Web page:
Latin American governments are learning not to get too comfortable in office, as disgruntled voters repeatedly topple incumbents, often in favour of outsiders or inexperienced politicians.
In many cases, things have not gone well for the newcomers.
The election of brash Argentine upstart Javier Milei shows that an anti-incumbent trend over the past decade is becoming a fixture, analysts say.
"There is no left-wing wave or right-wing wave. There is no clear ideological trend. You simply have governing parties losing," said Ignacio Labaqui, a professor in Latin American politics at the Argentina Catholic University.
From Chile to Peru, Colombia and Ecuador, voters have simply opted to boot out the government of the day in favour of someone new. In Brazil, voters swung from outsider Jair Bolsonaro and then back to veteran leftist Luiz Inácio Lula da Silva.
Since 2018, the only government to hold onto power in a free and fair election has been in Paraguay, said Labaqui.
'Tired of everything'
Gerardo Munck, an Argentine professor of international relations at the University of Southern California, told AFP that in the past decade, 80 percent of elections have been won by an opposition party, since a commodities boom fizzled out.
The economic fallout from the Covid-19 pandemic only made things worse.
"Voters are basically just tired of everything," he said, pointing to Argentina, where Milei swept to power on a wave of fury over decades of economic decline under the long-dominant Peronist coalition.
While the economy has been a big driver of exasperation, many voters are also increasingly concerned with crime, as drug and gang violence – once only an issue north of Colombia – spreads into new countries, such as Chile, Ecuador and even normally stable Uruguay.
Milei is also one of several examples of presidents elected not out of fervent adoration, but rather rejection of the other candidate, with many Argentine voters describing him as "the lesser evil."
Analysts say the collapse of powerful traditional parties has allowed outsiders like Milei to flourish.
Milei, a former television pundit, will take office next month with very little political experience and 38 out of 257 seats in Congress, leaving a cloud of uncertainty over what he will be able to accomplish.
If he looks to the precedent elsewhere in the region it has been an "unhappy record" for new governments who have struggled or seen their popularity swiftly plummet, said Michael Shifter of the Inter-American Dialogue think-tank in Washington.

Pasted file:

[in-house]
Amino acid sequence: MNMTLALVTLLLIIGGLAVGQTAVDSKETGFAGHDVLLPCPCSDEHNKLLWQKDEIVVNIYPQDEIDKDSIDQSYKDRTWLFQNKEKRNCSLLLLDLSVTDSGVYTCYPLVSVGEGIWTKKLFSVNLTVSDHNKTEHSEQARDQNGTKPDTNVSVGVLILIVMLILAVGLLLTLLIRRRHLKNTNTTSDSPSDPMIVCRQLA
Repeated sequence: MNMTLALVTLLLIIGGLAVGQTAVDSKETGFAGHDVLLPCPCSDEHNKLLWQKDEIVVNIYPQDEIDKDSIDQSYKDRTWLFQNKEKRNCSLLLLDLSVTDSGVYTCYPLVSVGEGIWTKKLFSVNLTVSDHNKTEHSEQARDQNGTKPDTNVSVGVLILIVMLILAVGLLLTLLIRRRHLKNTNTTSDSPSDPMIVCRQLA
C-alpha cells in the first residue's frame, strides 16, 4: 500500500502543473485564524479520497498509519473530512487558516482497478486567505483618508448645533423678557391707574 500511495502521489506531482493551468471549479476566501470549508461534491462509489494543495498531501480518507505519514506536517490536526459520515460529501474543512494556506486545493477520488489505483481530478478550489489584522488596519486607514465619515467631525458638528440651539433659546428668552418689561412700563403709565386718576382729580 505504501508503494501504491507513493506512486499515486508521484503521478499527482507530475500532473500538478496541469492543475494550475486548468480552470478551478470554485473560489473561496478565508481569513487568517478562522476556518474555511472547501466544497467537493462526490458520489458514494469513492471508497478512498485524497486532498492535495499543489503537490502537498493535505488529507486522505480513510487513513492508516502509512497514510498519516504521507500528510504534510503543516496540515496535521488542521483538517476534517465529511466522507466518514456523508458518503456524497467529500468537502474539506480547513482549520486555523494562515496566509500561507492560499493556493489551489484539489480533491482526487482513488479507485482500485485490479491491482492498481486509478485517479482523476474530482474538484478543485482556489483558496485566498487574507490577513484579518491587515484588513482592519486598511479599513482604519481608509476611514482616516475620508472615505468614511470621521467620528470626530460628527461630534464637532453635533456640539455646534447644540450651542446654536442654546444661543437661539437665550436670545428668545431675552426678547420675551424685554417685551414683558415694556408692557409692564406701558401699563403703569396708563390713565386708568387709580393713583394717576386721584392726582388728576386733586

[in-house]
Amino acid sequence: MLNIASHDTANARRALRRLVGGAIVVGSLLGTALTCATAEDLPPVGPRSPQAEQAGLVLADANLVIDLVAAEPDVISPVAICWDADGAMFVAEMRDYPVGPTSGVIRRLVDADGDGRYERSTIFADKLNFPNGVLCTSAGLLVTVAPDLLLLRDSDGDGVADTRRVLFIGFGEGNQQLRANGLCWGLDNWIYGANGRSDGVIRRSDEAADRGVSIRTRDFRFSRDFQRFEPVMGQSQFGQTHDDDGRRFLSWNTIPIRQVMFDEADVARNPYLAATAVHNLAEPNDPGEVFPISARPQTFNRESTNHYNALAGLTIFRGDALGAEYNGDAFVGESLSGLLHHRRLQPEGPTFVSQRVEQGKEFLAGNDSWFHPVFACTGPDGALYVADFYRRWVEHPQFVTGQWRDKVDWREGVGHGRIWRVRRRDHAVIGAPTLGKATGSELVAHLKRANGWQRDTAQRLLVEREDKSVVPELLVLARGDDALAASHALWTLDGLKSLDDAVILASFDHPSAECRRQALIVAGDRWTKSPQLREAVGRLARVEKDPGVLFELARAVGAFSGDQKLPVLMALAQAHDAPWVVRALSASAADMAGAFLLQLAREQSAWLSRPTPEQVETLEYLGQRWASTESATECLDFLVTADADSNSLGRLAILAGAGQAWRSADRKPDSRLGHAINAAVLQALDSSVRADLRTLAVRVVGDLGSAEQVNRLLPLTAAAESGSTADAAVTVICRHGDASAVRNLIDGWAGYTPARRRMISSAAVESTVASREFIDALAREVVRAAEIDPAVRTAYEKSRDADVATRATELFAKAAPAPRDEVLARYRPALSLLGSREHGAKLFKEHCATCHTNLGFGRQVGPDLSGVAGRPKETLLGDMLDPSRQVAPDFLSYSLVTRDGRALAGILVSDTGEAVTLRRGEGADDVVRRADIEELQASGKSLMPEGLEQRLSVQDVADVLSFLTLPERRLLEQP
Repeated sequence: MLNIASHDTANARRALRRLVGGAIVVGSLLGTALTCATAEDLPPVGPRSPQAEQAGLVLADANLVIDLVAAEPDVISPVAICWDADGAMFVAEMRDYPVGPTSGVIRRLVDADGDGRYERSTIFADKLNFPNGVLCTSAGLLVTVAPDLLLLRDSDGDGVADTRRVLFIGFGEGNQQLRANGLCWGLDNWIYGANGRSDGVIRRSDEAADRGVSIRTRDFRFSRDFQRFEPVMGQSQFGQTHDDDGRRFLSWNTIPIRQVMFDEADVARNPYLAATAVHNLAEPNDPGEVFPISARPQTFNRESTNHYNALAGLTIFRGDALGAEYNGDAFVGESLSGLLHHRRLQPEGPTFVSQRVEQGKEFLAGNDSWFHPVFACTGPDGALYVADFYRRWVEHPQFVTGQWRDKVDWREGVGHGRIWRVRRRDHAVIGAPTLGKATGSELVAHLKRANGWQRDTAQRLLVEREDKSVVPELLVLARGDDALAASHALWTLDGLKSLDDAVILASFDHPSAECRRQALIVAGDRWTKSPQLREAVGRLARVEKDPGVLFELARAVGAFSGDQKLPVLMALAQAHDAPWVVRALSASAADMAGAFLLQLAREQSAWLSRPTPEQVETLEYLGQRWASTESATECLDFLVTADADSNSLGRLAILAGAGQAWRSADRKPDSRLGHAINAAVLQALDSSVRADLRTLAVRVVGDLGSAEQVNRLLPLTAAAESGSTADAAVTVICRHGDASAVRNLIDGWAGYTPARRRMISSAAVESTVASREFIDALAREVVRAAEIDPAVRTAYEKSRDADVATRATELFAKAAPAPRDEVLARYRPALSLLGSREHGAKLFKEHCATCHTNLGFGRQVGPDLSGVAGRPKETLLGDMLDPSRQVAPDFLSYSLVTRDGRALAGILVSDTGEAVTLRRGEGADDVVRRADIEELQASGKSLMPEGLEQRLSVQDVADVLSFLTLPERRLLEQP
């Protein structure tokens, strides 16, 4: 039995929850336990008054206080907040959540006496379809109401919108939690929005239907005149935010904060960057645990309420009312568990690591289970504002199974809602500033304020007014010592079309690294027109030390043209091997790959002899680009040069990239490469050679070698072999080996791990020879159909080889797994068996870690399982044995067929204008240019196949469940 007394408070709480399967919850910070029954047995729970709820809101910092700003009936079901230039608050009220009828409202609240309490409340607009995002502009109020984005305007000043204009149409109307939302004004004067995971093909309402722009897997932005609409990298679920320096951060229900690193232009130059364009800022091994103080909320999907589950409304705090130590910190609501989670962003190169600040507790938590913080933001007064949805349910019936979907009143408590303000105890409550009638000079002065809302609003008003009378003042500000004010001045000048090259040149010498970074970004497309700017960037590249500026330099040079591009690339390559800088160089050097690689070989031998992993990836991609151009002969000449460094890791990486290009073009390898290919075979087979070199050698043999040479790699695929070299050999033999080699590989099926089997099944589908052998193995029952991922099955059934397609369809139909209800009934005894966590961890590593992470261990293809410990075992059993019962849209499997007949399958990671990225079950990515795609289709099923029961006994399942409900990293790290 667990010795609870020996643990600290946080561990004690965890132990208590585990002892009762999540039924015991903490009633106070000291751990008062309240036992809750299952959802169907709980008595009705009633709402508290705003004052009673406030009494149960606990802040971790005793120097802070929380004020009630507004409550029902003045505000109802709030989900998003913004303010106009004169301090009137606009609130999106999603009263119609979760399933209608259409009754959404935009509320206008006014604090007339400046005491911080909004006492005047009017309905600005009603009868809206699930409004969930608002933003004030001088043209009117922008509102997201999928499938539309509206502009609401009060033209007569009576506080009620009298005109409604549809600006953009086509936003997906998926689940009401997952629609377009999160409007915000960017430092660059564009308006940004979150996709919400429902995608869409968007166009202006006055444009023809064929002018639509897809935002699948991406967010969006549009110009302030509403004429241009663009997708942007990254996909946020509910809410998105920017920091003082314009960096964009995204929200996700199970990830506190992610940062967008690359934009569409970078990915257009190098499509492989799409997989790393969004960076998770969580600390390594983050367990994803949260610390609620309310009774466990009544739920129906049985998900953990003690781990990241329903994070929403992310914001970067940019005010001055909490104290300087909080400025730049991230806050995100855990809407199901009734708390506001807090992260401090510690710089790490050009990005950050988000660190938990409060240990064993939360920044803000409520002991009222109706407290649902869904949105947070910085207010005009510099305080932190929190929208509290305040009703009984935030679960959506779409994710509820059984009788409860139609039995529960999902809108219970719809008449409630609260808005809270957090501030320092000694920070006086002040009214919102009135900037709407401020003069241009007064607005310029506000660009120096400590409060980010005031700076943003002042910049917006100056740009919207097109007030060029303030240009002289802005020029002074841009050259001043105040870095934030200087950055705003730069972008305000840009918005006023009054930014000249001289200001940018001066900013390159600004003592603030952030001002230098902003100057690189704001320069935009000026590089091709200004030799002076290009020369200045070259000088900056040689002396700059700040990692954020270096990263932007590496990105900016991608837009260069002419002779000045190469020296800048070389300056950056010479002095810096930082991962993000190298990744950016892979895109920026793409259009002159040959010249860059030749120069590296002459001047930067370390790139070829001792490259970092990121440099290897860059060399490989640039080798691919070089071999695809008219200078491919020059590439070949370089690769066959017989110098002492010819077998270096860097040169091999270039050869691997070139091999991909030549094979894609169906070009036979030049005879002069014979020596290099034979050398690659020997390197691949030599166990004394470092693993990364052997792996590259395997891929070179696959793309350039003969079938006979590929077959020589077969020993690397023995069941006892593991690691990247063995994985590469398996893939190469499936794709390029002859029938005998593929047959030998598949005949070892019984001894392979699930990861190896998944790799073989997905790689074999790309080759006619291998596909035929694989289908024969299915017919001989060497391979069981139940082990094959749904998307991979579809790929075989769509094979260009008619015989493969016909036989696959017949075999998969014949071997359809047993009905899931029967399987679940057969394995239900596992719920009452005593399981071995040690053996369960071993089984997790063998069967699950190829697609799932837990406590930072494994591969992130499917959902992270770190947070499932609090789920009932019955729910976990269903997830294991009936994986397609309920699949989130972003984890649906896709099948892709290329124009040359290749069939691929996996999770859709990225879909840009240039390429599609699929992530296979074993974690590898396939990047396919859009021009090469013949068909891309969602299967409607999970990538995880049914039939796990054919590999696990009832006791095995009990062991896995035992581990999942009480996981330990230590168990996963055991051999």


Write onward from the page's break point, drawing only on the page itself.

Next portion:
In Peru, rural teacher Pedro Castillo burst from obscurity to the top office, but with little experience and a minority in Congress, chaos quickly ensued. He overhauled his cabinet four times in six months, and faced multiple impeachment proceedings.
Castillo was removed from office and arrested in December 2022, after 18 months in power, after attempting to dissolve Congress and rule by decree.
Chile's Gabriel Boric, elected in 2021, and Colombia's Gustavo Petro, elected in 2022, have both seen their popularity slide as they have struggled to implement their promised reforms.
Boric, 37, lost control of his key reform of the country's constitution reform process to the far-right and has battled rising crime and inflation.
Meanwhile, Colombia's ruling left took a beating in local elections as Petro's "total peace" plan has struggled, with the country instead experiencing a surge in violence from armed groups.
The Argentine professor, Munck, said a lot of the recently elected leaders in Latin America were "amateurs. They haven't run anything. [Milei] talks about economic theory but running a government is totally different."
Munck said the message to Latin American governments was: "It's easy to win an election, but it's hard to govern."
Analysts agree that the only newcomers who have retained their popularity were Mexico's President Andrés Manuel López Obrador and El Salvador's President Nayib Bukele – both facing re-election next year.
Bukele's war against violent gangs has won him adoration at home, even as he has come under fire from human rights organisations over arbitrary arrests and growing authoritarianism.
Noam Lupu, Associate Director of the Latin American Public Opinion Project, said the problem with outsiders was "that you don't really know what they're going to do [or] how committed they are to the political system. And often they do something very different from what they say in their campaigns."
"My guess is Milei is going to be a prime example of that."
by Fran Blandy, AFP